(4) Sun Jul 17 2005 21:18 PST Californian or Bust:
I was officially accepted into the ways of SoCal yesterday. My test went well, I feel. It is against the law for me to say anything about it so I'll just leave it with a simple wow. The score could be as late as October, so I'll just move on with my life and assume I passed. Financial is in four weeks; the terror begins.
We got our annual passes to Disneyland last night. We were there from 5-10:30 and did a lot.
In California Adventure, we rode Tower of Terror (Susie was complaining of heart attacks but I think she didn't cross over into the Twilight Zone), Bug's Life Land, Screamin California, Soaring over California, and in the Magic Kindgom hit Pirates of the Carribean, Big Thunder Mountain, and saw Fantasmic! Even though I've seen Fantasmic! 10+ times, I really enjoy watching people watch it for the first time. It's an amazing show.
We also ate pineapple ice cream from the Dole pineapple stand in the Tiki Room. Best ice cream I've had in months. We get free parking and 10% off food/retail there so if we go six times, the tickets are paid for. Susie is still glowing from the experience, so I have a feeling we'll go a lot more than that. And I thought I was the Disney freak in the family.
One California habit I refuse to adopt is coming to church 30 minutes late. If I were going to be that late to Sacrament meeting, I just wouldn't go. You've already missed the ceremony and the only pew space left is right in the middle of the chapel, inconveniencing many people to accomodate your tardiness. I just refuse to go there.
Visited with the Vans tonight, and of course, played Double Dash with Tyler. Since he's only 3, Susie and I do the races and just wait at the finish line so he can win. He's caught on to our little Ponzi scheme, and reminds us to let him win. He's so cute. Chad got HP 6 yesterday (we gave him a gift card and pre-ordered it for his BD back in May). I read 1.5 chapters and am already speculating. I have a feeling I will enjoy this one more than OOTP, which I didn't care for. We'll have to wait and see if I will enjoy it more than GOP, which so far is my favorite. Hopefully I'll get it to ease the pain of being a quarter of a century old come Friday.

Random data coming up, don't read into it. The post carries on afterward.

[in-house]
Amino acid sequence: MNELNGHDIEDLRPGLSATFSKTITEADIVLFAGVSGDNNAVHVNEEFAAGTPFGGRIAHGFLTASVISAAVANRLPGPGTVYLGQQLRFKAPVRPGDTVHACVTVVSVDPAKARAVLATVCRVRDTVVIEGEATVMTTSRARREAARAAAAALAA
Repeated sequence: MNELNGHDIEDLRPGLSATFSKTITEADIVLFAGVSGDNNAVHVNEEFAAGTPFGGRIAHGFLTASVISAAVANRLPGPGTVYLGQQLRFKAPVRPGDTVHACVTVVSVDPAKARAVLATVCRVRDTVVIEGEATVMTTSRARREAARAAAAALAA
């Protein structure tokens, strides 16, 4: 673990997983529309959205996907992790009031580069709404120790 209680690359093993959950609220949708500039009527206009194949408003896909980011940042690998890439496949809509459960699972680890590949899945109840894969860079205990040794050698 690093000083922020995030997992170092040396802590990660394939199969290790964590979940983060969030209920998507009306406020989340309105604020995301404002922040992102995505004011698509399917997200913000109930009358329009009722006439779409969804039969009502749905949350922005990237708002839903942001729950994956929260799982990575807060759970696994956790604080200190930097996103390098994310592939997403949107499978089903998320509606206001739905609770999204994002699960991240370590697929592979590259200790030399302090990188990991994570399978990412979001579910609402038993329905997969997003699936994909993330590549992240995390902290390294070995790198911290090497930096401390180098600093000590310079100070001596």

(1) Thu Jul 21 2005 19:53 PST Definitions:
Happiness is coming home to a rent reimbursement check, a rent deposit refund, and my new Charlie Brown checks!
Happiness is NOT going to a client's in Aliso Viejo and not getting home until 7:30 at night because of traffic and because your coworker, with whom you carpooled, won't take the toll road.
Since I live in Costa Mesa but work in Irvine, I drive past the "Welcome to Costa Mesa" sign on the way home each day. Population: 98,500. They need to update their sign to be 98,502! June gloom is over, and the heat is on.
(4) Sun Jul 24 2005 20:22 PST Relativity:
I think it's hot here, but it's not. It was hot in B-town. Here it is very pleasant.
Rachel and mom think the 405 is bad news. It's only bad news from Santa Monica to LAX. After that, it moves really well (we got home in 2.5 hours, only stopping to enjoy the scenery in Westwood).
I think I'm reading HP 6 too fast because I am half way done with it in 2 days. So I made myself put it down. My in-laws probably think I'm lollygagging. BYW--Thanks for the book Rach (assuming it's still mine).
I enjoyed Gretel this trip more than ever before. She's the same Gretel--or is she? She still sheds too much though.
Jellybean didn't sleep with us; yet Susie wasn't sad because it meant sleeping through the night. I wonder where she slept?
But I had a fun weekend. I studied all the way there, all the way home, and about half of the time in B-town. The other half was spent sleeping in (something I rarely do), reading HP 6, visiting Rachel at work, and visiting with Grandma Rosie. She seemed very lonely and sad when we left. Yet she lives in a retirement castle. She must not find the company to her liking. I think if I were in there, I would take a book to the lobby to read just to be around other people, even if I wasn't interested in talking to them. Susie and I have resolved to visit her more often.
Today is Pioneer Day in Utah, meaning that tomorrow, no one in Utah has to go to work, and they get paid. While I have to go to work to get paid. Oh well. At least it's air conditioned there.
Sat Jul 30 2005 21:51 PST Poor Pumba:
I had to work 6-11 this morning so I could have the rest of the day off at Disneyland for my 2nd anniversary. It was pretty hot, but we had fun. We got to go on the new and improved Space Mountain, and we thoroughly enjoyed it. We also went on the Sun Ferris Wheel, which is really neat. I don't know how to describe it, but your gondola is on rockers and moves. That part freaks you out so much that you don't even notice how high you are! We also hit such classics as Matterhorn, Splash Mountain, and the newcomer Mullholland Madness.
Instead of parking in the Mickey and Friends parking structure, we got tricked into the Lion King parking structure. It was a joke. We had to walk a good mile to the park (no shuttle) and my car had to sit in the sun all day. The Timon lot has a shuttle, but alas, we were in the Pumba lot. Such is Pumba's lot in life, I suppose.
This week I get to go to an Angels game with a client, and the next CPA exam is looming over me in two weeks. The temple open house is in three weeks, and Disneyland comes whenever we can fit it in.